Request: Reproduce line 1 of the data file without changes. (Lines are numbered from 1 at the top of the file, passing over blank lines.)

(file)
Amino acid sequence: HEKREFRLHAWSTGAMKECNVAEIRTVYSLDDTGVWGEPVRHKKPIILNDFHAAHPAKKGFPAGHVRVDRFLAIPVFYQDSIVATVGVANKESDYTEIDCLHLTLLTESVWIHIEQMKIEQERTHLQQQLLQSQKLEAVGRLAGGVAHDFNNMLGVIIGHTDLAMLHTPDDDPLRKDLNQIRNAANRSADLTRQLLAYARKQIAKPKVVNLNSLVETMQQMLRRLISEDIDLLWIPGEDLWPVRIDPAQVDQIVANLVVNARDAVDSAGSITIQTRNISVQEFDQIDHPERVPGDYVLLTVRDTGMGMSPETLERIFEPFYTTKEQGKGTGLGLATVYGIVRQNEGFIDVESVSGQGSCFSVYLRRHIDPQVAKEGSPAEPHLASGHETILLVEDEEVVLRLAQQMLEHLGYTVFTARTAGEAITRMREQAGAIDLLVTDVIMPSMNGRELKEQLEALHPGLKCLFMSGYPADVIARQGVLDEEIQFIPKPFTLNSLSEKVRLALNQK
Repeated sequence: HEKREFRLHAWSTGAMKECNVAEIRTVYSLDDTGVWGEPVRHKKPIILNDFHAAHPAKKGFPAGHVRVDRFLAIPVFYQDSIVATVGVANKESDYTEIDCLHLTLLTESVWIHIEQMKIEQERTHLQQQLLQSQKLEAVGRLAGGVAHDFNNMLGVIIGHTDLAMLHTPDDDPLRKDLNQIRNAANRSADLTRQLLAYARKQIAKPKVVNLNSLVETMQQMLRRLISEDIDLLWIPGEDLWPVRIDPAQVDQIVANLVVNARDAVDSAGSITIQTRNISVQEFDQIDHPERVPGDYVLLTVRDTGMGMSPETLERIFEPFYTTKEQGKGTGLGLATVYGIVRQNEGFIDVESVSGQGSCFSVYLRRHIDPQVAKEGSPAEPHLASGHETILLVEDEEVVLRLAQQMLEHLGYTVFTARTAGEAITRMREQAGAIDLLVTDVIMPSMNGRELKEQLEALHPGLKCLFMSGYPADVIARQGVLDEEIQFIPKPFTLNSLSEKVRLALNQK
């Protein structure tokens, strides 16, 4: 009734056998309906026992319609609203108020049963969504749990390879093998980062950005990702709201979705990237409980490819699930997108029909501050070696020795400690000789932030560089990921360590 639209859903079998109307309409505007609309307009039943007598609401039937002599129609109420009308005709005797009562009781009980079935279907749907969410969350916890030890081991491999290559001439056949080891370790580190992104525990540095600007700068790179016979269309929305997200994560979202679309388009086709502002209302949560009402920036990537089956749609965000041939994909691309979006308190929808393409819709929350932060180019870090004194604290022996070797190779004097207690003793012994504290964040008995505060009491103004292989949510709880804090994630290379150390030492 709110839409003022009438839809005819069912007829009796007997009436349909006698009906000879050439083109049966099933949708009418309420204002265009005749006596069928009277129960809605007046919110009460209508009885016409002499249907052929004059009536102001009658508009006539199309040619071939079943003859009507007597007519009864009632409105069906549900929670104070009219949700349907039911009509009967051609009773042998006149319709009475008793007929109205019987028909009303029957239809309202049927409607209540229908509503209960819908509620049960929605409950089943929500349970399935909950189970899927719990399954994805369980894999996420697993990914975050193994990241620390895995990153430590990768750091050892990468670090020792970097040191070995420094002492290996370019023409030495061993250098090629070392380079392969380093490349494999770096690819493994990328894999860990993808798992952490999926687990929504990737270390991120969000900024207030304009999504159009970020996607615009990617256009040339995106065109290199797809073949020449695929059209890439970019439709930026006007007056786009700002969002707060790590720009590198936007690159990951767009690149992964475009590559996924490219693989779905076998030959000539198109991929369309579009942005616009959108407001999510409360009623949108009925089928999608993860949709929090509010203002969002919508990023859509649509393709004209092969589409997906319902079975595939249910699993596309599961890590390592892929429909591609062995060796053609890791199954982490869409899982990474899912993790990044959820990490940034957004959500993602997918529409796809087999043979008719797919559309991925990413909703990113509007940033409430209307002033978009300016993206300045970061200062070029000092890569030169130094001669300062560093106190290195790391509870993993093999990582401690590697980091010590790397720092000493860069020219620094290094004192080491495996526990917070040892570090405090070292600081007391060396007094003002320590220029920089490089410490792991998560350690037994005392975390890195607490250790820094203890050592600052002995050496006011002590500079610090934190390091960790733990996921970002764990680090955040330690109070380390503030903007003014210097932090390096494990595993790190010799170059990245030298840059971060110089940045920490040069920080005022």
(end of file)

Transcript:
Amino acid sequence: HEKREFRLHAWSTGAMKECNVAEIRTVYSLDDTGVWGEPVRHKKPIILNDFHAAHPAKKGFPAGHVRVDRFLAIPVFYQDSIVATVGVANKESDYTEIDCLHLTLLTESVWIHIEQMKIEQERTHLQQQLLQSQKLEAVGRLAGGVAHDFNNMLGVIIGHTDLAMLHTPDDDPLRKDLNQIRNAANRSADLTRQLLAYARKQIAKPKVVNLNSLVETMQQMLRRLISEDIDLLWIPGEDLWPVRIDPAQVDQIVANLVVNARDAVDSAGSITIQTRNISVQEFDQIDHPERVPGDYVLLTVRDTGMGMSPETLERIFEPFYTTKEQGKGTGLGLATVYGIVRQNEGFIDVESVSGQGSCFSVYLRRHIDPQVAKEGSPAEPHLASGHETILLVEDEEVVLRLAQQMLEHLGYTVFTARTAGEAITRMREQAGAIDLLVTDVIMPSMNGRELKEQLEALHPGLKCLFMSGYPADVIARQGVLDEEIQFIPKPFTLNSLSEKVRLALNQK